Celine's laws

From Wikipedia, the free encyclopedia

Celine's Laws are a series of three laws regarding government and social interaction attributed to the fictional character Hagbard Celine from Robert Anton Wilson's and Robert Shea's Illuminatus! Trilogy. Celine, a gentleman anarchist, serves as a mouthpiece for Wilson's libertarian, anarchist and sometimes completely uncategorizable ideas about the nature of humanity. Celine's Laws are outlined in the trilogy by a manifesto titled Never Whistle While You're Pissing. Wilson later goes on to elaborate on the laws in his nonfiction book, Prometheus Rising, as being inherent consequences of average human psychology.

A piece entitled Celine's Laws appears in Robert Anton Wilson's The Illuminati Papers, which features articles written by Wilson under the guise of many of his characters from The Illuminatus! Trilogy alongside interviews with the author himself. One article pulls from another, as well as from the original Trilogy.

Celine, in his manifesto, recognizes these are generalities, but also says that their basic principles can be used to find the source of every great decline and fall of nations, and goes on to claim they are as universal as Newton's Laws in applying to everything.

Celine's First Law[edit]

National Security is the chief cause of national insecurity.[1]

Obsession with national security creates a surveillance state that is more a threat to the citizens than the threat it seeks to confront.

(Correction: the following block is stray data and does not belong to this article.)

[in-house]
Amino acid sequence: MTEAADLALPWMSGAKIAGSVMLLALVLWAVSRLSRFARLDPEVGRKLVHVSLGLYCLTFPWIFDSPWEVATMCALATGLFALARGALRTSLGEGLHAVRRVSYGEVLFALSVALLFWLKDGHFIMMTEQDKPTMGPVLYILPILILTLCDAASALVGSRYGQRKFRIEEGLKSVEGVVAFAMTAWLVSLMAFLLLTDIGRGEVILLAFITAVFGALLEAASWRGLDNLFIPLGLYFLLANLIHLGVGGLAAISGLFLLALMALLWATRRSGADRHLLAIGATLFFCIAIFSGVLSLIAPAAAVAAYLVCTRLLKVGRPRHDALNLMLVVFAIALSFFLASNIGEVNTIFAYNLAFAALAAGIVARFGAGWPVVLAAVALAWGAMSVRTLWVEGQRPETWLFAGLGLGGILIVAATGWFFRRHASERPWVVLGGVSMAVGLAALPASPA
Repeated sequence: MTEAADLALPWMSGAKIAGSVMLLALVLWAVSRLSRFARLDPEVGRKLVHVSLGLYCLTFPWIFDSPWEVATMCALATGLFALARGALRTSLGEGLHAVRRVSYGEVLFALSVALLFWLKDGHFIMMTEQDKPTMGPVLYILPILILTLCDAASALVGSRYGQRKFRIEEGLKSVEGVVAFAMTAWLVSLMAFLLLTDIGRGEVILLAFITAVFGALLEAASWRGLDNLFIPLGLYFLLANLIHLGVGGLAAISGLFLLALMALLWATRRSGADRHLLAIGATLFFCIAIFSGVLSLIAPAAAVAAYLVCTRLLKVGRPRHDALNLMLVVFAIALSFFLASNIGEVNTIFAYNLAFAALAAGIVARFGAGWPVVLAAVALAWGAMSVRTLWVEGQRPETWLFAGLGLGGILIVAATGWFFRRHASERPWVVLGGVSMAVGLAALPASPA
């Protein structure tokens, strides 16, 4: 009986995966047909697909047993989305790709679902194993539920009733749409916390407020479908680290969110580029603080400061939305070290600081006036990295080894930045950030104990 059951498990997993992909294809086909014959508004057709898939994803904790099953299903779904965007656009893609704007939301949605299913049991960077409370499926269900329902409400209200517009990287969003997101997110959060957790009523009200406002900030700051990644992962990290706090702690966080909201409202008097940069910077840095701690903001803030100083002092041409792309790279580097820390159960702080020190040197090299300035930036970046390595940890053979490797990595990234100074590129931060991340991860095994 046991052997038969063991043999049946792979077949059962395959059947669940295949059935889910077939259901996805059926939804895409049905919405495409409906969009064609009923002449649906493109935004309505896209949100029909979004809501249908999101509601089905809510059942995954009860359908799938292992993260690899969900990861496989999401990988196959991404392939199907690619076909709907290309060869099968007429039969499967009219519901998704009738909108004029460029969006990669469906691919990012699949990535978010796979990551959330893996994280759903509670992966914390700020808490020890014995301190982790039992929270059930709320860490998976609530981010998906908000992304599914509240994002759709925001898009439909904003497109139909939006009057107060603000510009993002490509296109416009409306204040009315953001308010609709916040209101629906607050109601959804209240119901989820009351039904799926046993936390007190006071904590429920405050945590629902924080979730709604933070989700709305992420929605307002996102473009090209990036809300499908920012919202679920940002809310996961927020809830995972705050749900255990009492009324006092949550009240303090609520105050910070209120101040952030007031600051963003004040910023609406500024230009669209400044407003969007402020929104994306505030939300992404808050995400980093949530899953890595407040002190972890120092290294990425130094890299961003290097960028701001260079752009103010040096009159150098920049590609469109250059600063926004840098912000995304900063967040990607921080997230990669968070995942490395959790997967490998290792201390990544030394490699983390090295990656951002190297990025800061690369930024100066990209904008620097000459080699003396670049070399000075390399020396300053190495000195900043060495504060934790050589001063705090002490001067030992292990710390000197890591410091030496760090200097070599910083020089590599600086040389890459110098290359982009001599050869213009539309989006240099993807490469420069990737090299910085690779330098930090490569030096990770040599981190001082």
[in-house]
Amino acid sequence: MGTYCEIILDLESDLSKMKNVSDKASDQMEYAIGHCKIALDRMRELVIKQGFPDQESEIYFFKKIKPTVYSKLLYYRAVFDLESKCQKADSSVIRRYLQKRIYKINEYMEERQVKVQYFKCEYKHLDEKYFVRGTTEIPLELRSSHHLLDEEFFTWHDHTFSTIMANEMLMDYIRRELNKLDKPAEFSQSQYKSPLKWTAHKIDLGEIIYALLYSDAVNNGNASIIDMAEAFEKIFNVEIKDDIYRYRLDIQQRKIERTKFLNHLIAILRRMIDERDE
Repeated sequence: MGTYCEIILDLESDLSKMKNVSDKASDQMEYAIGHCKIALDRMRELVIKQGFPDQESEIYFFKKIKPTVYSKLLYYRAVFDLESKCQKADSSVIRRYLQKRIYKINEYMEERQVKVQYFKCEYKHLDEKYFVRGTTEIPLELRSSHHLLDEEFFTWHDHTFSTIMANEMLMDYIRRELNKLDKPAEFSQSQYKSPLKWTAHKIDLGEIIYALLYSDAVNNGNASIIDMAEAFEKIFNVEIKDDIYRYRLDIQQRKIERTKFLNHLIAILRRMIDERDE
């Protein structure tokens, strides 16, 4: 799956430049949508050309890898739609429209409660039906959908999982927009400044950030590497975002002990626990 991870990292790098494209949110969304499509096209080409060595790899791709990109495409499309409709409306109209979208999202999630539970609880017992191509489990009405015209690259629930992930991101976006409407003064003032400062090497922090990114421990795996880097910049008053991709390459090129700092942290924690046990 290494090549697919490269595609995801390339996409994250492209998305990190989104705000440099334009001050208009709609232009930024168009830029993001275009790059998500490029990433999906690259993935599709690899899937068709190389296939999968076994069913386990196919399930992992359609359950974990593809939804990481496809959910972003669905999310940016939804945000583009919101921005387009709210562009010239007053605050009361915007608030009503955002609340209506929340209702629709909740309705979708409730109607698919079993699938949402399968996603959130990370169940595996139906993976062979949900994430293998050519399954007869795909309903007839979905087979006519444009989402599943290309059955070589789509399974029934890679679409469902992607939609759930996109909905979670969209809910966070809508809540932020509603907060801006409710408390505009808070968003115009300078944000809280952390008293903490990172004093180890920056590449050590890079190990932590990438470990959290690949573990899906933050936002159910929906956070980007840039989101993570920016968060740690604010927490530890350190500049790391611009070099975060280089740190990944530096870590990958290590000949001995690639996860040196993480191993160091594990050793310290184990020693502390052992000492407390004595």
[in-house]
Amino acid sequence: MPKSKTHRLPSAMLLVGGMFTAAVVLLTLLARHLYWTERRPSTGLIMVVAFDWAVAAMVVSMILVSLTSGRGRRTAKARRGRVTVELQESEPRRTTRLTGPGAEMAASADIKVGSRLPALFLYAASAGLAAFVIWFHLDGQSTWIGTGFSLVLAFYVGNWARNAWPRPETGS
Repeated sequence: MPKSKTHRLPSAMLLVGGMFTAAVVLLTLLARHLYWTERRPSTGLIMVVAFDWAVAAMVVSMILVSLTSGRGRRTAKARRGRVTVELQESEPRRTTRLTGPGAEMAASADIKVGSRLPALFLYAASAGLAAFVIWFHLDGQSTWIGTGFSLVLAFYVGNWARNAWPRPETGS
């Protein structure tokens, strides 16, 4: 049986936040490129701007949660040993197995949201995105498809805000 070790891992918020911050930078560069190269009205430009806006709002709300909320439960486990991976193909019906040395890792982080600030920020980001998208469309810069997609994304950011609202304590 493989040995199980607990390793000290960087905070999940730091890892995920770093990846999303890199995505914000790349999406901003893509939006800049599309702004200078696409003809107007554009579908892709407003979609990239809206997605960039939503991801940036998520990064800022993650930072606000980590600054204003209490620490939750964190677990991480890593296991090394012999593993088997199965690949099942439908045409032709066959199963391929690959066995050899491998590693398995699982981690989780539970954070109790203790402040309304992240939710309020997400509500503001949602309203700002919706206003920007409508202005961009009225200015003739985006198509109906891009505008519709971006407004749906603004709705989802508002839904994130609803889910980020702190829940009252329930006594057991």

Reflecting the paranoia of the Cold War, Celine's First Law focuses on the common idea that to have national security, one must create a secret police. Since internal revolutionaries and external foes would make the secret police a prime target for infiltration, and because the secret police would by necessity have vast powers to blackmail and intimidate other members of the government, another higher set of secret police must be created to monitor the secret police. And an even higher set of secret police must then be created to monitor the higher order of secret police. Repeat ad nauseam.

This seemingly infinite regress goes on until every person in the country is spying on another, or until "the funding runs out." And since this paranoid and self-monitoring situation inherently makes targets of a nation's own citizens, the average person in the nation is more threatened by the massive secret police complex than by whatever foe they were seeking to protect themselves from. Wilson points out that the Soviet Union, which suffered from this in spades, got to the point that it was terrified of painters and poets who could do little harm to them in reality.

At the same time, given the limitation of funding and scale, the perfect security state never truly emerges, leaving the populace still vulnerable from the original threat while also being threatened by the vast and Orwellian secret police.

Celine's Second Law[edit]

Accurate communication is possible only in a non-punishing situation.[2]

Wilson uses the eye in the pyramid as a symbol of the dysfunction of hierarchies. Every level except the top is blind, but the eye can see only one way.

Wilson rephrases this himself many times as "communication occurs only between equals". Celine calls this law "a simple statement of the obvious" and refers to the fact that everyone who labors under an authority figure tends to lie to and flatter that authority figure in order to protect themselves either from violence or from deprivation of security (such as losing one's job). In essence, it is usually more in the interests of any worker to tell his boss what he wants to hear, not what is true.[3]